Blogging: that’s enough about me. Now, what do YOU think of me?

medium_5753213012It’s an old joke from the acting world, but it now applies to many business bloggers who, having tasted the verbal freedom possible in the unrestricted blogosphere, write posts they think are sharing valuable information about their topics…but are mainly about themselves.

I know I write from the “me” angle sometimes but sure as hell, in serious business posts I try to apply my own experience, thought, etc. to you, the reader as soon as I can – within no more than a sentence or so.

Why? Because if I ramble on about what I think for too long you  are going think I’ve forgotten you. And that’s probably where you’ll click away from my content.

Bang goes your interest, and bang goes the likelihood that you’ll buy from me. Not the way to get ahead in business.

NB: in the following examples I have avoided boring you with s/he and hers/his alternatives and used the grammatically questionable (but very handy) “their/them/etc.”

Here are a few of the stereotypes I’m talking about: how many do you recognize?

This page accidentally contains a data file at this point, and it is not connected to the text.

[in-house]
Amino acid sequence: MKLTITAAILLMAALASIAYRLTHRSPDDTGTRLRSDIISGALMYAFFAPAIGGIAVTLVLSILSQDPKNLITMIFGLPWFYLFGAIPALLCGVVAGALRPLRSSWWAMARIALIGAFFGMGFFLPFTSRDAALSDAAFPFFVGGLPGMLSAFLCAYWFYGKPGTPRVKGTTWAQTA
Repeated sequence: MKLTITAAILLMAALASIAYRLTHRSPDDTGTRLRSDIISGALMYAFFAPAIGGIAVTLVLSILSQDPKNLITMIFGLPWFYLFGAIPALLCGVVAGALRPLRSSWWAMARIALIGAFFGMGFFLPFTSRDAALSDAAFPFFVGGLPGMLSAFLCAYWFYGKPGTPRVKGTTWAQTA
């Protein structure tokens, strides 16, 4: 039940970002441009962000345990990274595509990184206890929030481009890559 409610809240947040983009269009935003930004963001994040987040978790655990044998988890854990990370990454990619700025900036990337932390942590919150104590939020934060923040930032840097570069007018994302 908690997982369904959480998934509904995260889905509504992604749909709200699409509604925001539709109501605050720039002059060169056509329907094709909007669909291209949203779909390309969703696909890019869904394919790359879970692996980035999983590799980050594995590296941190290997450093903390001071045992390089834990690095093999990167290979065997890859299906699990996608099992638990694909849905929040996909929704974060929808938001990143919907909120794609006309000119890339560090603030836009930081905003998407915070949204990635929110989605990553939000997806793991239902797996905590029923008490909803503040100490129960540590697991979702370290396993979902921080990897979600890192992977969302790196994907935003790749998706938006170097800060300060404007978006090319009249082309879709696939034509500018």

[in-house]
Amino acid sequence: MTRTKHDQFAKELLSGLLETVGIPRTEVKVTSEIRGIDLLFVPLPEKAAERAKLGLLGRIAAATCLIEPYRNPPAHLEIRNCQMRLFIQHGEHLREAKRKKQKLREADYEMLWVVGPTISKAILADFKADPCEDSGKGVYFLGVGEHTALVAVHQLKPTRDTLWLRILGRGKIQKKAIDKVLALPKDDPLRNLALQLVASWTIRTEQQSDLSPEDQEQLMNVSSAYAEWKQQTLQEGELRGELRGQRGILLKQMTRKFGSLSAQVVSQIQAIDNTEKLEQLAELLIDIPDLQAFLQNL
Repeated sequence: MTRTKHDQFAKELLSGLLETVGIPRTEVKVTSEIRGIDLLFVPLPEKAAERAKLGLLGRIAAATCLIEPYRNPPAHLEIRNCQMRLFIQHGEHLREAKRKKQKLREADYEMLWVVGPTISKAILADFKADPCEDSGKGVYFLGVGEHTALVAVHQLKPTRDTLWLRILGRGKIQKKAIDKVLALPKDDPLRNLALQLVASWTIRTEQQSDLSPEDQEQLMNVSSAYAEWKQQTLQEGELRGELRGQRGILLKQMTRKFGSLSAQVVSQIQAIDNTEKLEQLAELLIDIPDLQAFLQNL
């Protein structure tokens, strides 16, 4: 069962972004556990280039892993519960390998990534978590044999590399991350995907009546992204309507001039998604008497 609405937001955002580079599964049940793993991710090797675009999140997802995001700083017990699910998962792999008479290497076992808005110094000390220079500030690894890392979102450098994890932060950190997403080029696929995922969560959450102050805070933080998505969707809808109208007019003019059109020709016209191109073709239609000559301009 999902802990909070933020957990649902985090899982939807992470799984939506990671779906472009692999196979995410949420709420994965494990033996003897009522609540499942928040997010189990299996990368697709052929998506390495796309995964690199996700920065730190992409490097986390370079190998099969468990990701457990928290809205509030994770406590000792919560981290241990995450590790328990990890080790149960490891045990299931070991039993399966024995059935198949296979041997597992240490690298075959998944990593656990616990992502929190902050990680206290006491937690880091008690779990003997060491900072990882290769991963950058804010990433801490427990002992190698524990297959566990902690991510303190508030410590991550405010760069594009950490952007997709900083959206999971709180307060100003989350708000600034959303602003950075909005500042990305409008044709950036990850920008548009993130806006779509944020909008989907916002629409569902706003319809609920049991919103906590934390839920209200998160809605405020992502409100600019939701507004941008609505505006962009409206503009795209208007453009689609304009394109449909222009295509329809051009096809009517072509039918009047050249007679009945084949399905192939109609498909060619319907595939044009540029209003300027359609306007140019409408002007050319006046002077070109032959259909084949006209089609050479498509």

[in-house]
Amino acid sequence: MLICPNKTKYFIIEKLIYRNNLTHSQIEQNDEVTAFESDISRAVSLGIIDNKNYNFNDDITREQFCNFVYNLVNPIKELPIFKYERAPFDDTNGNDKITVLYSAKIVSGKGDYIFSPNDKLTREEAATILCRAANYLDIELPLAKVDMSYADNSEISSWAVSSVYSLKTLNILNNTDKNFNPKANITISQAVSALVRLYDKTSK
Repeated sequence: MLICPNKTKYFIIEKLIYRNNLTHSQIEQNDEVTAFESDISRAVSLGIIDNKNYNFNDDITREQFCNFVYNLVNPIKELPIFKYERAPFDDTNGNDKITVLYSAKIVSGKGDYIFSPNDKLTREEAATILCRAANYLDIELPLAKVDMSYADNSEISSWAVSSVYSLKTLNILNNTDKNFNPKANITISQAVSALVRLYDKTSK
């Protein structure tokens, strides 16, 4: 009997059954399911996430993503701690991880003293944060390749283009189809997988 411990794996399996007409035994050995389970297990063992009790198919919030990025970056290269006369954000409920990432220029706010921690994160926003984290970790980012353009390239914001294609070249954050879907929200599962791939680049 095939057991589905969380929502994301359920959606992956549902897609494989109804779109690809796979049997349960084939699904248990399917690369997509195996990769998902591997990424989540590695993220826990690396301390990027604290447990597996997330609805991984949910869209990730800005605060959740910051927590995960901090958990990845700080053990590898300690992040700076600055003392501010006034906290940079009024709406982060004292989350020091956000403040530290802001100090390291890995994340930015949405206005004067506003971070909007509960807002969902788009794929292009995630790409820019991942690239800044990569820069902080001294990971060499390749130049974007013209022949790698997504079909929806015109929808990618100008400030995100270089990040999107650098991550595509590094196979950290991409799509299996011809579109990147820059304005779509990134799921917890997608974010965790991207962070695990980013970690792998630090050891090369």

The self-obsessed rambler

This is the business blogger who starts off with all good intentions of sharing some sort of useful stuff, but is so self-centered that they simply can’t get away from sharing what happens to them exclusively.

There was a superb example of this in a self-help blog post recently about the well-trodden “getting to grips with your demons” issue and I was attracted to a sub-heading which said something like “how your self-esteem can have been affected by the way you were treated by your family when you were young.”

Intrigued, I read on hoping to find how that could have affected me and how I could work it through, only to see that the blogger had written a line or so about the issue followed only by couple of paragraphs describing how they had had lived next door to their domineering grandmother and hadn’t really minded, although it broke up their parents’ marriage.